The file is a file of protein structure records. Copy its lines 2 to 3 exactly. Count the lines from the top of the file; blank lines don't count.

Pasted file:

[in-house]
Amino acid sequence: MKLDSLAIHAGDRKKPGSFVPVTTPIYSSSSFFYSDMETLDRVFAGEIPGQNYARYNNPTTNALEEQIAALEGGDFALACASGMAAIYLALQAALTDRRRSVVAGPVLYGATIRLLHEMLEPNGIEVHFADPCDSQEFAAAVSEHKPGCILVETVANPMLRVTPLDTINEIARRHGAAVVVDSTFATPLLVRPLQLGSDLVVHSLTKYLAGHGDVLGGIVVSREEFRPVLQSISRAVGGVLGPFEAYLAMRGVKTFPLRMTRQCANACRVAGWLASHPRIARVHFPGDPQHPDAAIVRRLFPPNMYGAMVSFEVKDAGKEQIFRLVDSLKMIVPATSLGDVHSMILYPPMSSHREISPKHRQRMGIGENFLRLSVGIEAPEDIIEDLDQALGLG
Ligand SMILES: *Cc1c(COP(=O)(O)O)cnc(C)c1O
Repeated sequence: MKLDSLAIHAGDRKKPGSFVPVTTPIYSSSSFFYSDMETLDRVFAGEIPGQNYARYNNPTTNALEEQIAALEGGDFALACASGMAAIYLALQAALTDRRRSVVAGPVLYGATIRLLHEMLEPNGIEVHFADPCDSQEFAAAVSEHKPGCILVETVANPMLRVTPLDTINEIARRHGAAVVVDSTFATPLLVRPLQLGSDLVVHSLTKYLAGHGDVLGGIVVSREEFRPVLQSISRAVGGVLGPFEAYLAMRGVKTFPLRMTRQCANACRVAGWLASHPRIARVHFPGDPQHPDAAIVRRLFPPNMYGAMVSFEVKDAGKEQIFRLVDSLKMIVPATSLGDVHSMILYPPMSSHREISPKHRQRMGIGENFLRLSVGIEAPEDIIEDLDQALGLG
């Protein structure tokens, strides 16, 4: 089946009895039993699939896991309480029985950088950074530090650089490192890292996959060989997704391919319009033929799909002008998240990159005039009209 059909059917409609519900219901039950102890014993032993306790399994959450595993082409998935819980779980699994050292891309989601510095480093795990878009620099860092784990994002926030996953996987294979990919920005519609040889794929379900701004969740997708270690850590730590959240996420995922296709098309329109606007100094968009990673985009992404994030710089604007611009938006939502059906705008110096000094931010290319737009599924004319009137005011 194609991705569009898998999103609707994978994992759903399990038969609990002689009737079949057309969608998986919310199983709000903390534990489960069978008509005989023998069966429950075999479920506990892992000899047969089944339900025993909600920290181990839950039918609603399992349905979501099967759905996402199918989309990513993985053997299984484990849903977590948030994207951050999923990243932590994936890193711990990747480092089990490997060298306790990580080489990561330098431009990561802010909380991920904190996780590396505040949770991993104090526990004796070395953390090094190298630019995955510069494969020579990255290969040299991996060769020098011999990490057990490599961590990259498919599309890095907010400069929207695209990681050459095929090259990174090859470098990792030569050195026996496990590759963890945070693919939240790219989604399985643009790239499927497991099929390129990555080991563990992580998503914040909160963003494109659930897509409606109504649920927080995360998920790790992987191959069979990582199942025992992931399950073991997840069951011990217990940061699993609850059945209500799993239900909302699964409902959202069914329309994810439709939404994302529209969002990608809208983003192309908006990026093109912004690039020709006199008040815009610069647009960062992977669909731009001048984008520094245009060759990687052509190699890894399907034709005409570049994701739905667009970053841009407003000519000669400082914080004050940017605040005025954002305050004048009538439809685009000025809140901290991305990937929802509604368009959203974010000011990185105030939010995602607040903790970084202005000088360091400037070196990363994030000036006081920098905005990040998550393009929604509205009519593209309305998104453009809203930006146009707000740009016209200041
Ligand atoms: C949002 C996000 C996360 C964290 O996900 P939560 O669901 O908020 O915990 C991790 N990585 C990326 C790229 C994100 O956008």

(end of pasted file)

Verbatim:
Amino acid sequence: MKLDSLAIHAGDRKKPGSFVPVTTPIYSSSSFFYSDMETLDRVFAGEIPGQNYARYNNPTTNALEEQIAALEGGDFALACASGMAAIYLALQAALTDRRRSVVAGPVLYGATIRLLHEMLEPNGIEVHFADPCDSQEFAAAVSEHKPGCILVETVANPMLRVTPLDTINEIARRHGAAVVVDSTFATPLLVRPLQLGSDLVVHSLTKYLAGHGDVLGGIVVSREEFRPVLQSISRAVGGVLGPFEAYLAMRGVKTFPLRMTRQCANACRVAGWLASHPRIARVHFPGDPQHPDAAIVRRLFPPNMYGAMVSFEVKDAGKEQIFRLVDSLKMIVPATSLGDVHSMILYPPMSSHREISPKHRQRMGIGENFLRLSVGIEAPEDIIEDLDQALGLG
Ligand SMILES: *Cc1c(COP(=O)(O)O)cnc(C)c1O